This page uses content from Wikipedia and is licensed under CC BY-SA.

Robert Shallow

Shallow and Silence by J. Coghlan, c.1820

Robert Shallow is a fictional character who appears in Shakespeare's plays Henry IV, Part 2 and The Merry Wives of Windsor. He is a wealthy landowner and Justice of the Peace in Gloucestershire, who at the time of The Merry Wives of Windsor is said to be over 80 ("four score years and upward").

A thin, vain and often self-deluding individual, used to life in the provinces, Shallow functions as a dramatic foil to the rotund and worldly Sir John Falstaff, who visits Shallow's lands on royal business, but later returns intending to fleece Shallow of his money. In the Merry Wives he visits Windsor with his relative Slender, encountering Falstaff once more.

It has long been speculated that Shallow is a satire of Sir Thomas Lucy, a local landowner near Stratford-upon-Avon, with whom Shakespeare is said to have got into trouble as a young man. Other real-life models have also been proposed.

Henry IV, Part 2

Justice Shallow tries to get Falstaff to stay for the night

In Henry IV, Part 2 Falstaff is commissioned to raise troops for the royal army to deal with a rebellion in the north. Shallow has been tasked to find suitable recruits in his locality. He tells his colleague Justice Silence that he looks forward to meeting Falstaff, who he hasn't seen for many years. He then reminisces about his youthful wild antics as a law student at Clement's Inn when Falstaff was a boy. When Falstaff arrives, Shallow is delighted by his witticisms, and invites him to stay longer.

In a soliloque after Shallow leaves, Falstaff tells the audience that Shallow's recollections of his supposedly wild student days are full of lies; that Shallow in those days was a skinny, feeble "cheese paring" of a man, noted only for his lechery. The local prostitutes called him "mandrake" because he looked like a "forked radish" when naked. But now he's wealthy, he's ripe for exploitation.

After the defeat of the rebels, Falstaff visits Shallow, claiming that when the Prince becomes king, Falstaff will be in a position to give Shallow an important and remunerative post. He borrows £1000 from Shallow on this basis. The two get drunk and reminisce again. News arrives that the old king is dead, so they rush to London. When the new king rejects Falstaff, Shallow demands his money back. When it becomes obvious Falstaff can't pay him back, he says he'll settle for half, but Falstaff says that's not possible. Shallow is forced out of the king's presence along with the lowlife characters.

Merry Wives of Windsor

Shallow (right) tries to push forward the timid Slender to talk to Anne Page, painting by Charles Robert Leslie

Shallow appears at the beginning of the play to complain that Falstaff has been poaching deer from his land, has broken into a lodge and has assaulted his servants. After Falstaff brazenly admits his actions, Shallow threatens to prosecute him, but Falstaff just dares him to try. Shallow's young cousin Abraham Slender adds that he was robbed by Falstaff's cronies Bardolph, Nym and Pistol: "They carried me to the tavern and made me drunk, and afterward picked my pocket". They all deny it in extravagant terms.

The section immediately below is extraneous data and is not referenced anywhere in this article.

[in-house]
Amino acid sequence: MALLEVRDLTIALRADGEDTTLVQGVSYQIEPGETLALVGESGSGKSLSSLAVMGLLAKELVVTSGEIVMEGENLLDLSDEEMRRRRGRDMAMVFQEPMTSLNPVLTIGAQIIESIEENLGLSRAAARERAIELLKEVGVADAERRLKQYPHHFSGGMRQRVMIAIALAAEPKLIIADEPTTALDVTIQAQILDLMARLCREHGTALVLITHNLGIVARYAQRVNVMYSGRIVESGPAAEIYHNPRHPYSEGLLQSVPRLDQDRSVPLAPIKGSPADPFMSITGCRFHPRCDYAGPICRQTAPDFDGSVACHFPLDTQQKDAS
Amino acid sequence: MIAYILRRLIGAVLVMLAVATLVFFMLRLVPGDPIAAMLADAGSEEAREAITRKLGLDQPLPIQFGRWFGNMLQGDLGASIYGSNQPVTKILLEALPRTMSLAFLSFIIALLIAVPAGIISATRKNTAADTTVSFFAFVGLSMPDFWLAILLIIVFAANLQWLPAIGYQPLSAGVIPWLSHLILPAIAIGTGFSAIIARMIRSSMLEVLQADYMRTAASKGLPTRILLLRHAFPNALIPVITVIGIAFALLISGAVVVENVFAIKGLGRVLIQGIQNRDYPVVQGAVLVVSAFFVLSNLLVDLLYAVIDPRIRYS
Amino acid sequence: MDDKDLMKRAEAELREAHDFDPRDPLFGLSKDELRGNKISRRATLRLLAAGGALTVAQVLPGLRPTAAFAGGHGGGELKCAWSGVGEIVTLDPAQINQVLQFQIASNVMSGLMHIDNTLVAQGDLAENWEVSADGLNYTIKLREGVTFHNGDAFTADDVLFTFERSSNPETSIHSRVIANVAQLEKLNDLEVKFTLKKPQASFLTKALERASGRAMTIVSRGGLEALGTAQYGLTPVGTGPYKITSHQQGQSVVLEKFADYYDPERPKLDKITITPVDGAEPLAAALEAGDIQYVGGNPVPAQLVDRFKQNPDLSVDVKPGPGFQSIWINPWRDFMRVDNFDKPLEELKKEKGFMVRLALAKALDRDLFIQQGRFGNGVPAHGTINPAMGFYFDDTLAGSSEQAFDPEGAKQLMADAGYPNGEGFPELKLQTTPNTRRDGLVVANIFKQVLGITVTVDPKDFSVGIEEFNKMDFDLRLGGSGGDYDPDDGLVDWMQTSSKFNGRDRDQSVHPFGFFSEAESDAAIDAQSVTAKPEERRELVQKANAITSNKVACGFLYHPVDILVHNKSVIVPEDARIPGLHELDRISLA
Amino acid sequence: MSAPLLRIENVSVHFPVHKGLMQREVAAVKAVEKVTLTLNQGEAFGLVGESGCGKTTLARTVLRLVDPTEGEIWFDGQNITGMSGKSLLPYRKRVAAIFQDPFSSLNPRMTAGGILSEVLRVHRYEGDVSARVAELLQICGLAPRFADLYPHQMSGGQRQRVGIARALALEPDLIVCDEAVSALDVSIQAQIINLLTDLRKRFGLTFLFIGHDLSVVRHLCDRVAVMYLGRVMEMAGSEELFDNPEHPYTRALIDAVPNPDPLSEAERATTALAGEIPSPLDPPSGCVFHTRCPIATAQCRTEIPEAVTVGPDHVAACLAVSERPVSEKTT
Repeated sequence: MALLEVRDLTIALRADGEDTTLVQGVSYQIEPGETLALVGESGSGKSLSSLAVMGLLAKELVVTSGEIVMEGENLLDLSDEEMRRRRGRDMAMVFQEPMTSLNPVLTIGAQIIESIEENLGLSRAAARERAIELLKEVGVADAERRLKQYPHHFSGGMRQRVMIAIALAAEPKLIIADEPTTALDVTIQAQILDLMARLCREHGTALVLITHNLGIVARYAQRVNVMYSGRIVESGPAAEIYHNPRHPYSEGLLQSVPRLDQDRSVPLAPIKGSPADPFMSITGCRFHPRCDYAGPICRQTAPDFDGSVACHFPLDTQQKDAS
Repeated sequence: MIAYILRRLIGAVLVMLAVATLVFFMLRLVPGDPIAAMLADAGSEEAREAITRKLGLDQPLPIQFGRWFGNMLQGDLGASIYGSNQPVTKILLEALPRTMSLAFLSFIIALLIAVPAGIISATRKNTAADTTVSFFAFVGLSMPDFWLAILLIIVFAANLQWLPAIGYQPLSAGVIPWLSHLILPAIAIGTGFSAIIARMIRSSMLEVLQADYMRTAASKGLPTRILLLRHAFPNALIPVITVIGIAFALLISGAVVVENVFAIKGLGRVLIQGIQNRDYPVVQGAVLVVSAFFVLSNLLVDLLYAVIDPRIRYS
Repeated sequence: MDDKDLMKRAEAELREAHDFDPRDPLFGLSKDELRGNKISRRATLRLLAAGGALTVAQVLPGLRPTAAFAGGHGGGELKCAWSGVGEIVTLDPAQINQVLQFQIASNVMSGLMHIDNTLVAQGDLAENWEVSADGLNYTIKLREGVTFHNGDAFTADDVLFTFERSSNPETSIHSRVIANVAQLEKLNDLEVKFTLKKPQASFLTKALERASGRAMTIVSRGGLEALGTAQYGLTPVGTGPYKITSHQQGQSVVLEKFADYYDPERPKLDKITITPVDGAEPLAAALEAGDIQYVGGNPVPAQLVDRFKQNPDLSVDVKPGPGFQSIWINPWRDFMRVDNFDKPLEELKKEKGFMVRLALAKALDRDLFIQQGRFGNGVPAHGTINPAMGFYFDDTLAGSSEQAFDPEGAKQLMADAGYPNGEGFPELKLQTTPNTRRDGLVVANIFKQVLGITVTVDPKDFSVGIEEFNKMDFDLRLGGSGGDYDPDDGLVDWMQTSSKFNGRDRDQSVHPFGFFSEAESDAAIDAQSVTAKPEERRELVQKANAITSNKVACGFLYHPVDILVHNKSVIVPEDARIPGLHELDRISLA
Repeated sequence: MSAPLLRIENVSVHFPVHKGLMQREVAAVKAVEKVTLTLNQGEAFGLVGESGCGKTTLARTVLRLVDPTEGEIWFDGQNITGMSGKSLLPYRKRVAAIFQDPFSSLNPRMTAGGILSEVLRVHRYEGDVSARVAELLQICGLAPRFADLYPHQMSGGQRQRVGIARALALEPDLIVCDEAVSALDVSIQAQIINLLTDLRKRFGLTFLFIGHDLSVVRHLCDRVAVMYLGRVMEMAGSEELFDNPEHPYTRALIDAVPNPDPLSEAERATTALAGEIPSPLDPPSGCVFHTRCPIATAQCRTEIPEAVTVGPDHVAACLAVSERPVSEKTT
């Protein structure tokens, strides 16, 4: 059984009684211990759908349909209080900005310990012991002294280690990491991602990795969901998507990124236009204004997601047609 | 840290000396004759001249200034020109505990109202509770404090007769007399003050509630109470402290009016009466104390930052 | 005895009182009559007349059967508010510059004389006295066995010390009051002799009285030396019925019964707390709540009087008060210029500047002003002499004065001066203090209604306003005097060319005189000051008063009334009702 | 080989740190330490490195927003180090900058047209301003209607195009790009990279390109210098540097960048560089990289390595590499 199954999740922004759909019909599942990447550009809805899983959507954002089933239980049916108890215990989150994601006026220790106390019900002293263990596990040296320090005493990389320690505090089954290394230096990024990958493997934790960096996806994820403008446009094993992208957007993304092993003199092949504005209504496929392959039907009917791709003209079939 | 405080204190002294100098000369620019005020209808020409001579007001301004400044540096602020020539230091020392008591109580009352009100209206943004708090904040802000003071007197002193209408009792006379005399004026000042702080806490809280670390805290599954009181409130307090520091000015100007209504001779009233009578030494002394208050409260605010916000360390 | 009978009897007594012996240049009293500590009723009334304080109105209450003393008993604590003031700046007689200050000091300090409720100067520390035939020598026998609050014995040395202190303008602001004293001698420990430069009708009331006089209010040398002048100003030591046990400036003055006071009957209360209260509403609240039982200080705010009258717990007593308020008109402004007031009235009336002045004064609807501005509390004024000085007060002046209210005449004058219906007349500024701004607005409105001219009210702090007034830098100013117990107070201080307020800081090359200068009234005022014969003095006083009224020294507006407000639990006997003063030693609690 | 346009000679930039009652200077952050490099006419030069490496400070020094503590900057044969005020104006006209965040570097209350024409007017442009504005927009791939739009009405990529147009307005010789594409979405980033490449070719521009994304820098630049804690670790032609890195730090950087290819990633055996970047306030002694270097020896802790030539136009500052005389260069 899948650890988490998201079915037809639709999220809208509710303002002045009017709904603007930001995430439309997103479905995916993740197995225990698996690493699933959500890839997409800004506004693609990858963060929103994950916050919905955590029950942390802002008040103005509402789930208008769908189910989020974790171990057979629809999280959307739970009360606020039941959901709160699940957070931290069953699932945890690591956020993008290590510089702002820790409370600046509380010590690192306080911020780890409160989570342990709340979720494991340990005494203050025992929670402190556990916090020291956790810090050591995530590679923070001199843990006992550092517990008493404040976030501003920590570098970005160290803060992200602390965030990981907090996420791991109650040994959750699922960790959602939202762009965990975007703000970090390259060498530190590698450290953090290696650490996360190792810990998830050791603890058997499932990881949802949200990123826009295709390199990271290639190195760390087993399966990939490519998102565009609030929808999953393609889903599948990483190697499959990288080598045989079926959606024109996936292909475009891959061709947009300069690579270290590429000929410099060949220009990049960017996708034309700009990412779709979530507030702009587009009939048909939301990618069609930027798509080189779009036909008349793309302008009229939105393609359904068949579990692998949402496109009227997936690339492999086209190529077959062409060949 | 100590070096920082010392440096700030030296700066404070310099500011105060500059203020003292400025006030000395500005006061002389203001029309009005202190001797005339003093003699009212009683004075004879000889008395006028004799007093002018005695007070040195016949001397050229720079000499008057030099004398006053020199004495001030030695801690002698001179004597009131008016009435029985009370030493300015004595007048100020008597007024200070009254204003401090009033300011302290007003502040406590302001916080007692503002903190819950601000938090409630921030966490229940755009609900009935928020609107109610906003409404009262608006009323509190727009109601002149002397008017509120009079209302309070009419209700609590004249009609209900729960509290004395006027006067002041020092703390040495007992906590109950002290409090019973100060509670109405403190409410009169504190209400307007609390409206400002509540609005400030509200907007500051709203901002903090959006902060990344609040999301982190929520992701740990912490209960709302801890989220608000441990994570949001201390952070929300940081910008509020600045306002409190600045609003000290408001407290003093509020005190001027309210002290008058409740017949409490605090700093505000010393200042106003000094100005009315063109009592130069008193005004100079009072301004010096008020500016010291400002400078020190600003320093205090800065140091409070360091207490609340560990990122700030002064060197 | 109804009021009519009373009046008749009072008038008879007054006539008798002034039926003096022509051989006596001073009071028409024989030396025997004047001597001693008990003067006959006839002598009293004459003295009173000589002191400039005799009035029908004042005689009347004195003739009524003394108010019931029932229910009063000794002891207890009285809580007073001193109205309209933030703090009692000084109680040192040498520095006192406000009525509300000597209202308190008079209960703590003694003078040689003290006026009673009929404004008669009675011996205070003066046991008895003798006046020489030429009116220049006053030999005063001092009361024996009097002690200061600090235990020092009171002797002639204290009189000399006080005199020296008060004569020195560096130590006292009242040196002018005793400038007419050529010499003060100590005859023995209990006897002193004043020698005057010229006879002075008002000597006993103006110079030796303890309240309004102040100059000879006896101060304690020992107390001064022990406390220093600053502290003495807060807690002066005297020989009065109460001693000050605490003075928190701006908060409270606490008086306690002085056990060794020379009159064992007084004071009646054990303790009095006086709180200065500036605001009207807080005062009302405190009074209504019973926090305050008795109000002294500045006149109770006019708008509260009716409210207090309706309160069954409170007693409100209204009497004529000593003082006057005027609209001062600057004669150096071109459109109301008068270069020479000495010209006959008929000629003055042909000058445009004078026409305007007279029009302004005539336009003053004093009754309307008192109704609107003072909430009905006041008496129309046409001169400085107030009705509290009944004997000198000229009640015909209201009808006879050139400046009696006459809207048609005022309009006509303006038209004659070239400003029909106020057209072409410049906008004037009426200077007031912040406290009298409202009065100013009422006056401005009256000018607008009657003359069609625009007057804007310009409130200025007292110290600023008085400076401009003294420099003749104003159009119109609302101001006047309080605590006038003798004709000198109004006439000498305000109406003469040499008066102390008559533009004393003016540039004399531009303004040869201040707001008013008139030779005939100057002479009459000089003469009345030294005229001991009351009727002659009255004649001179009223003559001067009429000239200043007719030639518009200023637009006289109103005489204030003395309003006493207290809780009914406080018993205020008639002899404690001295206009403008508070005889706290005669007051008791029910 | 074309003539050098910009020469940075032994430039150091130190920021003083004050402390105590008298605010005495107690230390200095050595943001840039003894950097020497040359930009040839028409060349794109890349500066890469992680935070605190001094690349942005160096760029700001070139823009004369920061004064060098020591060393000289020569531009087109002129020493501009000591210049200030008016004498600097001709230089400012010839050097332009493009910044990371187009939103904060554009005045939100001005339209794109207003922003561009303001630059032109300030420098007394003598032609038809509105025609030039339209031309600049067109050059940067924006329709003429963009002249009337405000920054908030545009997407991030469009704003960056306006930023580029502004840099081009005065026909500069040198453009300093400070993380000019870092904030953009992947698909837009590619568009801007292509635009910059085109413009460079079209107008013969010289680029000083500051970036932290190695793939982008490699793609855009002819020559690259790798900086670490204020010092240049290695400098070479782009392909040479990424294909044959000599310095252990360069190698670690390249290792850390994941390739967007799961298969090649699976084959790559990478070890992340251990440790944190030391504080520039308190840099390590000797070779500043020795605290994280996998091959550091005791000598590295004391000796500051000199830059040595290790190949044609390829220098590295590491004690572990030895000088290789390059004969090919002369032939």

Shallow is advised to take his mind off the matter by promoting the marriage of Slender to Anne Page, daughter of the well-off Thomas Page, who approves the match. For most of the rest of the play, Shallow simply encourages the oafish Slender's clumsy attempts to woo Anne.

Character role

G. Beiner argues Shallow's self-deceiving vanity provides a kind of "comic justification" for Falstaff's exploitation of him, since we feel more sympathy for "clever knave than a foolish citizen". In the Merry Wives Shallow is set up at the beginning as an impotent foil to the brazen and confident Falstaff, only to prepare the way for a reversal in which Falstaff himself is utterly outwitted and humiliated.[1] Daniel Kornstein says that in Henry IV, Part 2 Shallow is set up as the antithesis of the firm and incorruptible Lord Chief Justice, who is never deceived by Falstaff: the "contrast between the Lord Chief Justice and Shallow could not be greater". Shallow lives up to his name and is a "stupid gullible liar".[2]

Critics have noted that Shakespeare gives Shallow a distinct style of speech, characterised by constant repetition with slight variation. A.R. Humphries described it as "babbling incoherence". Thus in Henry IV, Part 2 he says to Falstaff, "I will not excuse you. You shall not be excused. Excuses shall not be admitted. There is no excuse shall serve. You shall not be excused.—".[3] Both the pathos and the comedy of the character derive from the contrast between the aged Shallow and the lusty, riotous figure he imagines himself to have been in his youth. Anthony Nuttall connects this to a much wider sense of the loss of a perhaps mythical ideal past that runs through the Henriad plays.[4]

Parody of historical individual?

Thomas Lucy

Thomas Lucy's coat of arms, depicting "luces" (pike), from William Dugdale's Antiquities of Warwickshire
Gardiner's coat of arms, incorporating his wife's family arms at the right